We continue this week with part 4 of Strategy Development. In the last article (part 3), we covered the when strategy should be developed (Timing), and how to tell when an organization has strategy.
If you are just joining us and haven’t read the previous articles yet, you might want to catch up on those before continuing with this one so that we can both be on the same page. Click here to read part 1 and here to read part 2.
So lets dive into today’s article as we look into if developing a strategy is a guarantee of success and when strategy fails, what next?
Is developing a strategy a Guarantee of success?
Given that strategy has become such a buzzword in the world of business, now everyone has made it a priority to develop one. It’s tempting to think that having a strategy will automatically guarantee success. But this is not really the case.
That your strategy will guarantee success is a function of whether it is a good strategy or not. The effectiveness of the strategy is what will guarantee whether it will lead to success or not and not just about having a strategy. Having a strategy is not enough. In other words, the quality of your strategy counts.
Only a good strategy can lead to success. If it doesn’t lead you to success, it is not a good strategy. For instance, if your organization didn’t use insights gathered from the people in the company to develop a strategy, then that’s a bad strategy. Developing a strategy based on your personal feelings rather than insights is a recipe for a bad strategy. It will fail.
Some schools of thoughts believe that there can be a good strategy and a poor execution. As a matter of fact, this is a popular opinion, but personally, I very much disagree with this. From experience, I’ve come to learn that execution is part of strategy. If your execution is wrong or poor, then your strategy was wrong or poor because execution is not outside of your strategy. Your strategy should and must include your execution. Strategy is encompassing and execution should be one of the most important parts of your strategy.
Since strategy is a process of getting somewhere, how you make those moves become very crucial and that is essentially what we call execution. So how then should it be left out of strategy development? That’s why I struggle coming to terms with the popular opinion that you can have a good strategy but bad execution. No, I don’t agree.
Rather, what you have when you don’t properly take execution into account is an incomplete strategy. This doesn’t mean your execution was bad, it only means your strategy wasn’t complete to start with. The execution aspect of your strategy was missing from the beginning. And this is what leads to failure or a very shallow success.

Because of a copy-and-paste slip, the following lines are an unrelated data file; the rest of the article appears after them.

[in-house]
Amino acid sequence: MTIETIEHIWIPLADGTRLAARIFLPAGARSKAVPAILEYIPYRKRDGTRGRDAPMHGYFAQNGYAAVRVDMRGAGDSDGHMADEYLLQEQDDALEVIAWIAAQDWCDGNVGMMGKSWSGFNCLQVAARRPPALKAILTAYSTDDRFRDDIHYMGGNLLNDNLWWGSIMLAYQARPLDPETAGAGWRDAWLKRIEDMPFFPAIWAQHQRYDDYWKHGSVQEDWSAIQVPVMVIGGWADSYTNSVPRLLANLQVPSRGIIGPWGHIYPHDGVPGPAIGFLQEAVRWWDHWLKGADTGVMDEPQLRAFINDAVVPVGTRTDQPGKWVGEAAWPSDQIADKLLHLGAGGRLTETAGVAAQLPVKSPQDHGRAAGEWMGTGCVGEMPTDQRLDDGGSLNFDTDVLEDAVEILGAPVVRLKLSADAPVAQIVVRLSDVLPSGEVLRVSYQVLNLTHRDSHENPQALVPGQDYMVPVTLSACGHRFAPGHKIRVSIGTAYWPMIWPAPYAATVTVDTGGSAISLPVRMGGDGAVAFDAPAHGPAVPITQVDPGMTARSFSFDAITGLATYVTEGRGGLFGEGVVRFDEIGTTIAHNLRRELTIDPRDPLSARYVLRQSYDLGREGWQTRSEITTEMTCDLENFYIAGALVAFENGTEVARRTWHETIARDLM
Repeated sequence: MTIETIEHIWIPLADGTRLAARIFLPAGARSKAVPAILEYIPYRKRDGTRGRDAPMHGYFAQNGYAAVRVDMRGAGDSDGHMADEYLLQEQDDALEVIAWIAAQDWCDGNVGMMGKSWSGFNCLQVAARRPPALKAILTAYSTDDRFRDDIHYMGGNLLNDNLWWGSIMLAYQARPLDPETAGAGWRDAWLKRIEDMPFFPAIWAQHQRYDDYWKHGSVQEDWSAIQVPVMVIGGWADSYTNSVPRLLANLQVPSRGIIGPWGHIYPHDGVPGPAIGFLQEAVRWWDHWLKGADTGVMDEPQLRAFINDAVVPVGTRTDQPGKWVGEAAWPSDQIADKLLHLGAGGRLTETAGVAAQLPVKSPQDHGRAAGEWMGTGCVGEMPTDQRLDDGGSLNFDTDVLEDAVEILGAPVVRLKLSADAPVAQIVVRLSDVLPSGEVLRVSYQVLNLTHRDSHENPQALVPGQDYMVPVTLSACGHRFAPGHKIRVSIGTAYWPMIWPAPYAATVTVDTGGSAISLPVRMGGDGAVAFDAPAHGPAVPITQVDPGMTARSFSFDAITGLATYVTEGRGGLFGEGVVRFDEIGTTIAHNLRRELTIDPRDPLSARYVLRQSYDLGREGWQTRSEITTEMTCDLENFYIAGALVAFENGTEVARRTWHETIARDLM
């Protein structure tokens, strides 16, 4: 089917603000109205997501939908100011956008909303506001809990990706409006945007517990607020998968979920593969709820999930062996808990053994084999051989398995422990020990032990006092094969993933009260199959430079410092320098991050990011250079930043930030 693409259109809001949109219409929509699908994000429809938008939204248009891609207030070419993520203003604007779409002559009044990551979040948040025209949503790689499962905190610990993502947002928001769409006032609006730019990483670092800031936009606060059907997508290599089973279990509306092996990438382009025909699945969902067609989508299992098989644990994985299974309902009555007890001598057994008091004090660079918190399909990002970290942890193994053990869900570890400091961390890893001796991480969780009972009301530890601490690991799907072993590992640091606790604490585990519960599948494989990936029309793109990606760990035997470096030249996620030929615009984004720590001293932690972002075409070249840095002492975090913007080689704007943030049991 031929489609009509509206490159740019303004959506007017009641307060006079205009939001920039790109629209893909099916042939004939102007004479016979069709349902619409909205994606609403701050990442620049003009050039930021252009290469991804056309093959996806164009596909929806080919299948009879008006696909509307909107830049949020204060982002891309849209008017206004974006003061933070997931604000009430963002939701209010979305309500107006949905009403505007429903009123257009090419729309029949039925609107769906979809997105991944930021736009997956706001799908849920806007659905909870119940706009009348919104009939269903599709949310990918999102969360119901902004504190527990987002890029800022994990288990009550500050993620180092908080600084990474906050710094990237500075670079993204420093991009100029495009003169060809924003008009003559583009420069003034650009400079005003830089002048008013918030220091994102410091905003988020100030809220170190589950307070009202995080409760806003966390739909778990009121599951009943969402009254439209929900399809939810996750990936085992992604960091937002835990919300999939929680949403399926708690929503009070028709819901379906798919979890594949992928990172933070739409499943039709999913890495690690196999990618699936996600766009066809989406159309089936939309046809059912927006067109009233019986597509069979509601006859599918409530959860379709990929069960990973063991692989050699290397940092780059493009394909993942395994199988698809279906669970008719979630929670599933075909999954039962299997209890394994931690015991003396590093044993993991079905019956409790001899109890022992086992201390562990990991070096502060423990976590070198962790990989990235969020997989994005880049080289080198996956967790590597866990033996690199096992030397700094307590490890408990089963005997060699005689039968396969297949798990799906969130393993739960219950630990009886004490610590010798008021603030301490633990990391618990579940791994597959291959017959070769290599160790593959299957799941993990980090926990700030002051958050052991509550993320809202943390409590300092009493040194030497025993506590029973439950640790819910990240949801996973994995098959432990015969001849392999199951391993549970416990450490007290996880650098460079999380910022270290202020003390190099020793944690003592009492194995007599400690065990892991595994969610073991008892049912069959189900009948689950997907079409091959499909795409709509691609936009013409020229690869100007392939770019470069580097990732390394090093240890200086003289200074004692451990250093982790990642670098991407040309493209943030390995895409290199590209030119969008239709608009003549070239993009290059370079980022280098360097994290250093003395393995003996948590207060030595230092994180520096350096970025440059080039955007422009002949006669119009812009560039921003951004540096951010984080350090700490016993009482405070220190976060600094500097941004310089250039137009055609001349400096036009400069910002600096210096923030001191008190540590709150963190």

This means sustainability becomes an issue because sustainability is hinged on consistent execution. This will impact the level of support you will get from your donors because they donate to see results. When these results aren’t forthcoming, they withhold their donations. Donors donate to increase the impact your are making or be part of the impact you are making.
When strategy fails, what next?
When strategy fails, your first step is to boldly admit it. One of the challenges of being a founder is coming to terms with failure. This is a human challenge. You don’t have to wait for things to get so bad before you give in to the reality of a failed strategy. You have to be bold enough to accept the painful reality of failure when it happens.
It’s easier to identify a failing strategy early on before it gets too bad when you have put your KPIs in place. You shouldn’t wait till the end of the year to know that you aren’t meeting up your quarterly goals. By then it is already getting too late to correct course. This brings us again to the whole strategy development process. The KPIs are early pointers of success or failure and must be included in the strategy.
When you are progressively declining, your KPIs will inform you early enough. This is why people who get their strategy right often find it easy to say NO to some things. On the outside it might look like an ideal partnership or deal for the organization, but to them, they know it doesn’t align with their strategy.
A Strategic Organization: Mental Health Foundation (MHF)
An example of an organization that is very strategic is mental health foundation. In trying to help people take their mental health seriously, they erroneously started driving people away from their cause. The message of warning people about the early signs of madness ended up turning people off.
So they had to change their messaging to advocating for people to take their mental wellbeing more seriously in order to be more productive in life and work. This was more positively embraced than their earlier messaging of warning people about madness. No one wants to be labeled mad not even the mad person!
In both parts of this step one of the leverage impact program, strategy development we haven’t covered how to actually develop a strategy. The very process of developing a strategy has been deliberately left out till the ‘Do it yourself’ (DIY) phase of the program. That’s where you will get hands on and put to use all the knowledge gained from the part one and two of this step.
So if you haven’t yet subscribed, here is a compelling reason to do so now!
You don’t want to miss out on the DIY phase of this program.